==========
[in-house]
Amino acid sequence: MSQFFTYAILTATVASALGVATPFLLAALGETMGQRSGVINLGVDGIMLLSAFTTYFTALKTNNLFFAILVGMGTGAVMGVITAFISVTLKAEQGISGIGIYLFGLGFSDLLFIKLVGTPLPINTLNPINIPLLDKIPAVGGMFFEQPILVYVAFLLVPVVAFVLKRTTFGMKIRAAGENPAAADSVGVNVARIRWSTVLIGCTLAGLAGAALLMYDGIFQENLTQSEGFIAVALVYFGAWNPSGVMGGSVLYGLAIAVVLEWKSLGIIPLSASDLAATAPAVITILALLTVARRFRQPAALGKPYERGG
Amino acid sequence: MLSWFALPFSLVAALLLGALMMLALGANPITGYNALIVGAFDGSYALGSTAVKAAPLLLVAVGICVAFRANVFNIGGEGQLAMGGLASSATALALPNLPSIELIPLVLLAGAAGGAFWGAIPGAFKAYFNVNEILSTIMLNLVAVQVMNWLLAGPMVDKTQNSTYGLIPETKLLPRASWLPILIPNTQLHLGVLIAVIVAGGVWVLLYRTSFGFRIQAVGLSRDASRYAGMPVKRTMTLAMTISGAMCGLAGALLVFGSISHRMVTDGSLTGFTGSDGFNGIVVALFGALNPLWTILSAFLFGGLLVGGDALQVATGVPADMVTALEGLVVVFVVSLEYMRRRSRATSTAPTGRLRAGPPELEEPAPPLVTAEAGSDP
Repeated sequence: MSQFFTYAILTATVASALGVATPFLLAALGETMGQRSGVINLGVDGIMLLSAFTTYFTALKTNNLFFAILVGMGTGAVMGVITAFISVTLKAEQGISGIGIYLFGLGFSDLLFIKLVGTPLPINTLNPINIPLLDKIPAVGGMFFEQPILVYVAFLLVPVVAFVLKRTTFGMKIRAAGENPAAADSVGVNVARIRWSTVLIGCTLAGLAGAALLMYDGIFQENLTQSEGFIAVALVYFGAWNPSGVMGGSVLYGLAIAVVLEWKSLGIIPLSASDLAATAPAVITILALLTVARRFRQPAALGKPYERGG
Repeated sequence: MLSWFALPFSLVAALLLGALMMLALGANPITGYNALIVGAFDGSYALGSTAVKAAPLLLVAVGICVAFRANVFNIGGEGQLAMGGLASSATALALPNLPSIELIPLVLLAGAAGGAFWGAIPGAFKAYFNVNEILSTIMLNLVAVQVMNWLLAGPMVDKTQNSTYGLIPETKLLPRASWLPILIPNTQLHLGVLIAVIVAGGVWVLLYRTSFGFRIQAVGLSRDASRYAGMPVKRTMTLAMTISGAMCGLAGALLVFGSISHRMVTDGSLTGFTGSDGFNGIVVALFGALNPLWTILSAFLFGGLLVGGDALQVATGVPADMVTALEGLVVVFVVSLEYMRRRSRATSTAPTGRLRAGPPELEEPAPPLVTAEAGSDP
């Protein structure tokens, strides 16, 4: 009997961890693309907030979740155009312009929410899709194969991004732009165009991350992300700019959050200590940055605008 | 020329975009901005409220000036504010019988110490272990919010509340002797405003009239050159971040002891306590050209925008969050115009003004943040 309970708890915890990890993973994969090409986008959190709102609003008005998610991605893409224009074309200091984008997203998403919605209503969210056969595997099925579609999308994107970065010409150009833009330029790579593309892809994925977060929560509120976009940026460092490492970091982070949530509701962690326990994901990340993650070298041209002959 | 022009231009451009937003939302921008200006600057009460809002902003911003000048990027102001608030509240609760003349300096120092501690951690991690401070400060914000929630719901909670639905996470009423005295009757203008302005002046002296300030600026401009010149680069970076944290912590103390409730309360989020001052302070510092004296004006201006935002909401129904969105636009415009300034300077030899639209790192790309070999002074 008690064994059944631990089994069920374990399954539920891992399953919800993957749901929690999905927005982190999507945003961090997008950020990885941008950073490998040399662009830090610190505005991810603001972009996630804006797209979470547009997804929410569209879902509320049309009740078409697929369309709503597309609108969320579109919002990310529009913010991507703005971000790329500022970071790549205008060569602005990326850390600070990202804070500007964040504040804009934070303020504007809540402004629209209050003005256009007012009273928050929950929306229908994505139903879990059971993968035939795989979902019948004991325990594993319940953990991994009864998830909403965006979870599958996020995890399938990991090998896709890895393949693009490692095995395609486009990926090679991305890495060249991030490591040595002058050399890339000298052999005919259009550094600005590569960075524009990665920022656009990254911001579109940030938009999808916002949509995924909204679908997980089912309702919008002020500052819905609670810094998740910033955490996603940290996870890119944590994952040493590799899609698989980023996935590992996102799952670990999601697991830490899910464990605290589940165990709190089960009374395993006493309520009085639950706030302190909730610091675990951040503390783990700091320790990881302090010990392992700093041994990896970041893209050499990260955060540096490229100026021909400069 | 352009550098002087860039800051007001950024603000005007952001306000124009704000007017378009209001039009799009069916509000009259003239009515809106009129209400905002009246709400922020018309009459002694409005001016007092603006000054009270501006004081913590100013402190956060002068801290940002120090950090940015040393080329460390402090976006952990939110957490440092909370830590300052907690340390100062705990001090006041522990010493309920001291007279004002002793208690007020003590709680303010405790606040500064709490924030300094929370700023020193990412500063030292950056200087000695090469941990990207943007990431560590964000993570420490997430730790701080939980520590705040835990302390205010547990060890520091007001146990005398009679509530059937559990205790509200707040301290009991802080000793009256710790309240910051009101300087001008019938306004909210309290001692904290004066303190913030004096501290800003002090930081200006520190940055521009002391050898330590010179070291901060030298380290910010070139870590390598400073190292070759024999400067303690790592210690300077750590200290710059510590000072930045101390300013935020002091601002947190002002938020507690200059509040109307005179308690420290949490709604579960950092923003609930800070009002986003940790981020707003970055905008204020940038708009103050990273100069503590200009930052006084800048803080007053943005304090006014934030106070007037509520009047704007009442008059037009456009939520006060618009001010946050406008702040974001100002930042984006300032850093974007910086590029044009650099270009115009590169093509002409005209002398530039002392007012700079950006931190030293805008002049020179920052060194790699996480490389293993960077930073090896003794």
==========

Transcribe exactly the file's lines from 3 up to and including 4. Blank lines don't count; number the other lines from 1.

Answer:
Amino acid sequence: MLSWFALPFSLVAALLLGALMMLALGANPITGYNALIVGAFDGSYALGSTAVKAAPLLLVAVGICVAFRANVFNIGGEGQLAMGGLASSATALALPNLPSIELIPLVLLAGAAGGAFWGAIPGAFKAYFNVNEILSTIMLNLVAVQVMNWLLAGPMVDKTQNSTYGLIPETKLLPRASWLPILIPNTQLHLGVLIAVIVAGGVWVLLYRTSFGFRIQAVGLSRDASRYAGMPVKRTMTLAMTISGAMCGLAGALLVFGSISHRMVTDGSLTGFTGSDGFNGIVVALFGALNPLWTILSAFLFGGLLVGGDALQVATGVPADMVTALEGLVVVFVVSLEYMRRRSRATSTAPTGRLRAGPPELEEPAPPLVTAEAGSDP
Repeated sequence: MSQFFTYAILTATVASALGVATPFLLAALGETMGQRSGVINLGVDGIMLLSAFTTYFTALKTNNLFFAILVGMGTGAVMGVITAFISVTLKAEQGISGIGIYLFGLGFSDLLFIKLVGTPLPINTLNPINIPLLDKIPAVGGMFFEQPILVYVAFLLVPVVAFVLKRTTFGMKIRAAGENPAAADSVGVNVARIRWSTVLIGCTLAGLAGAALLMYDGIFQENLTQSEGFIAVALVYFGAWNPSGVMGGSVLYGLAIAVVLEWKSLGIIPLSASDLAATAPAVITILALLTVARRFRQPAALGKPYERGG